Not Your Friends
Not Your Friends

Not Your Friends

The recent Federal legislation and new regulations have spelled out the pitfalls of credit cards.  In addition, they have created a shift in the way the credit card companies deal with the credit consumer.  Years ago, the consumer was told of the “financial freedom” that accompanied their new “passport to freedom.”  In reality, it can be the first step toward “financial disaster.”

First, let me mention that there is no limit on the number of credit cards that can be issued to one person, but each additional card multiplies your risk in ways that you never dreamed.  I recently received my credit card statement in the mail.  It gave me exactly 23 calendar days to pay the balance.  Now this is an improvement over the 13 days I used to get but with every benefit the credit card company passes on comes bad news.  My statement balance was $135.00.  I was offered the minimum payment of $20.00 per month with the disclaimer that it would take me 8 months at that payment rate to pay the balance off.  Now the hooker is that the $115.00 remaining was subject to 17.99% interest. If, for some reason, I was late with my payment, I was hit with a $35.00 late fee and my interest rate would jump, if late, to 30.24%.  I should also allow up to 7 days for the U.S. Postal Service to deliver my payment.

When I initially opened my credit card account, I was offered a revolving line of credit of $2,000.00.  Being such a good customer, the credit card company has raised my revolving line of credit over the last two years to $20,000.00 with a cash credit line of $8,000.00.  Here is where I think credit card companies bait their customers in an effort to entice them to buy products and services way beyond their ability to pay.  My wages have not gone up 10 times in the past two years and the danger is that this is only one of my credit cards.  If the same thing was happening with two or three other cards, I could be looking at $60,000+ in available short term credit.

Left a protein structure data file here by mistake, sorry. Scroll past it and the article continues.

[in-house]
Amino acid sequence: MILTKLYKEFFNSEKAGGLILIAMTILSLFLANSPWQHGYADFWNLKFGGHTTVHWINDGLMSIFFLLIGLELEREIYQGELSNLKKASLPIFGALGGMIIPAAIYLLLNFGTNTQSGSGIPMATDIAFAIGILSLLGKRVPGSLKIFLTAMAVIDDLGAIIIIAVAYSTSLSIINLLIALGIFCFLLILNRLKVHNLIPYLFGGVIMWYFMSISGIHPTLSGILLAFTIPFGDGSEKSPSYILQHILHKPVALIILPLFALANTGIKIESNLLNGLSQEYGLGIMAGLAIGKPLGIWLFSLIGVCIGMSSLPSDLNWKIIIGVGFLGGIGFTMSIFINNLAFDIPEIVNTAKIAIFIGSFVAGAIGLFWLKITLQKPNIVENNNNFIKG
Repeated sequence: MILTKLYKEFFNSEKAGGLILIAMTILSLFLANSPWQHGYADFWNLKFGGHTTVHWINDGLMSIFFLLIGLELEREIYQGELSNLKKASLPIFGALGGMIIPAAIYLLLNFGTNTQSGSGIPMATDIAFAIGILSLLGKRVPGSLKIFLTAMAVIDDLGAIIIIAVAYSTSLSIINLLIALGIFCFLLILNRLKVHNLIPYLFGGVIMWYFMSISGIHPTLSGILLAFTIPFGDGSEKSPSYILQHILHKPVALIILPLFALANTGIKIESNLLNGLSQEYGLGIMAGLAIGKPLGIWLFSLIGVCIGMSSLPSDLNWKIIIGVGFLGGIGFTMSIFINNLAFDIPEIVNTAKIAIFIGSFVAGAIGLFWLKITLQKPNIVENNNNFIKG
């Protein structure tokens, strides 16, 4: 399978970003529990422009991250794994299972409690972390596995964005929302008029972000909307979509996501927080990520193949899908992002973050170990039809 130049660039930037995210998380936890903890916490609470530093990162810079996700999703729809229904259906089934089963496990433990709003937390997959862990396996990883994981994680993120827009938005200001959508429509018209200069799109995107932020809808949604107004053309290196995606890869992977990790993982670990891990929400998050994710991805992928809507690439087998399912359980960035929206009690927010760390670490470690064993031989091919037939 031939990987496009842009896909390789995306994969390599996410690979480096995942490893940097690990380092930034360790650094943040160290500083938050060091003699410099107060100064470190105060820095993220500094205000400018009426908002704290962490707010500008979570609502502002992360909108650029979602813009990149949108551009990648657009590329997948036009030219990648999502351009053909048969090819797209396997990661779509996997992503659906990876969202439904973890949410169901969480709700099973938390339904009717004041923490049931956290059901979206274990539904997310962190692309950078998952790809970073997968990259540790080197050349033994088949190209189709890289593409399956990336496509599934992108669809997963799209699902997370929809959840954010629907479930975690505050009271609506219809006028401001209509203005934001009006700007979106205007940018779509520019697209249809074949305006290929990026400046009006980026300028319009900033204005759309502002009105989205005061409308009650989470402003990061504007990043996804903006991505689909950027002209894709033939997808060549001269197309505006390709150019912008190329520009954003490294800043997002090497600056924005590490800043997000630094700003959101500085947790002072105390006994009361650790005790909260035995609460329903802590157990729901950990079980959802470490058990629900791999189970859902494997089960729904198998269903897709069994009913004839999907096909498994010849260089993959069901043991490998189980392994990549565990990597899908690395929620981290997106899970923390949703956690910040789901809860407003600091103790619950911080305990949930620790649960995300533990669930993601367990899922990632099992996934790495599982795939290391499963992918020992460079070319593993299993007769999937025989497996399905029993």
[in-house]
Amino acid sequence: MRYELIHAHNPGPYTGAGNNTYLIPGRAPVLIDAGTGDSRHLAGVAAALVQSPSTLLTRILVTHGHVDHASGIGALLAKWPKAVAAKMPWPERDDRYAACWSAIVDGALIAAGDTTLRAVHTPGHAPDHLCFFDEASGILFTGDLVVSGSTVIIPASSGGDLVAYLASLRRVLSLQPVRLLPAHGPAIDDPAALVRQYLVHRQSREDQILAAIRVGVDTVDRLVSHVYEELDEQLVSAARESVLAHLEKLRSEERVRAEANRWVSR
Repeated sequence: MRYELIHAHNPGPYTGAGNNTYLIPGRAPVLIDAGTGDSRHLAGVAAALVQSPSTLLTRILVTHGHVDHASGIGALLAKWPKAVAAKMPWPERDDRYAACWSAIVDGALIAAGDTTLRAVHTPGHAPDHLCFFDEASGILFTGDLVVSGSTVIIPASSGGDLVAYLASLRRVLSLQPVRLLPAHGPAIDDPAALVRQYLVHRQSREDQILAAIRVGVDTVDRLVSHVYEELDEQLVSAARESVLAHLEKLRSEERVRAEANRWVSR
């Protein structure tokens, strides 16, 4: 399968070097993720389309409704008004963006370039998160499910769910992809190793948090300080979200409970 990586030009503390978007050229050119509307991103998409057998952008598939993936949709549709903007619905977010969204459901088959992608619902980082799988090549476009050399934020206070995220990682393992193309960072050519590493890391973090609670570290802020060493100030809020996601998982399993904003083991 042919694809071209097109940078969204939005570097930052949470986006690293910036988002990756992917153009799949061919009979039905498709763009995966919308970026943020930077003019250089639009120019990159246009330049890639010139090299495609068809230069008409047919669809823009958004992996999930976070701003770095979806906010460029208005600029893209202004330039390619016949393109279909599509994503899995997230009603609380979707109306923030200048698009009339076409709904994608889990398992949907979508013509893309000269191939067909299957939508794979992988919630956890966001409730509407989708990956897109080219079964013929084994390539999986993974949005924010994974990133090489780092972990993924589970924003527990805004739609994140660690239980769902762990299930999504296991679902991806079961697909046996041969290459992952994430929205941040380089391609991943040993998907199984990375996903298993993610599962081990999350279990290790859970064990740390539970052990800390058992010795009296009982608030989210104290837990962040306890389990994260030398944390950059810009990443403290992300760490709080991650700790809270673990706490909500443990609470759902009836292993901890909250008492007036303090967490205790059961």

With my statement came six pages of fine print that, I am sure, the credit card company hoped that I would not read.  Interest, for example, will accrue on a cash advance or balance transfer from the date it is added to your daily balance until it is paid in full.  You can avoid interest on purchases but not on cash advances or balance transfers.  Now interest on these items is at the rate of 21.99%.  I think that one might want to think twice before taking a cash advance using a credit card.

Now in the fine print, I suddenly realized what I should have known all along.  The credit card company sells my personal information.  Now the fine print listed at least six ways that my personal information was available for sale: everyday business purposes, marketing purposes, joint marketing with other financial companies, “our” affiliates everyday business purposes, and for our non-affiliates to market to you.  Nowhere in the six pages of fine print did the credit card company clearly identify the word “affiliates.”  By calling an 800 number, I could limit the sale of my personal information, but somehow, I was just not convinced that it would matter.  How would I know or how would I be able to verify or control this practice.  Basically, I had to take the word of the credit card company – something that did not make me feel warm and cozy.

I tried to find from the small print, the maximum interest rate that the credit card company could charge and the best that I could determine was that there is no legal limit.  A 53% interest rate is possible.  Now the Federal regulations recently passed do place limits on the acceleration of interest rates.  The Credit Card Act of 2009 does limit the interest rate increase on past due balances where the account has been 60 days late, and there is a limitation on general rate increases to 45 days after a written notice is given allowing the consumer to opt out.

Recent beer ads have added the statement that “you should drink responsibly” and I think credit card companies should add a similar statement that reads “you should use this card cautiously.  Failure to do so will create serious financial risk.”

One last point is that one should never have any credit card in more than one name.  The debt, as the old law saying goes, dies with the debtor.  Credit card companies will put tremendous pressure on the surviving spouse stressing “social responsibility” but there is no legal obligation to pay the balances on a credit card when the owner is no longer living.  The old credit card company exists for one reason and one reason only – to make money.

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Written by
Donald Wittmer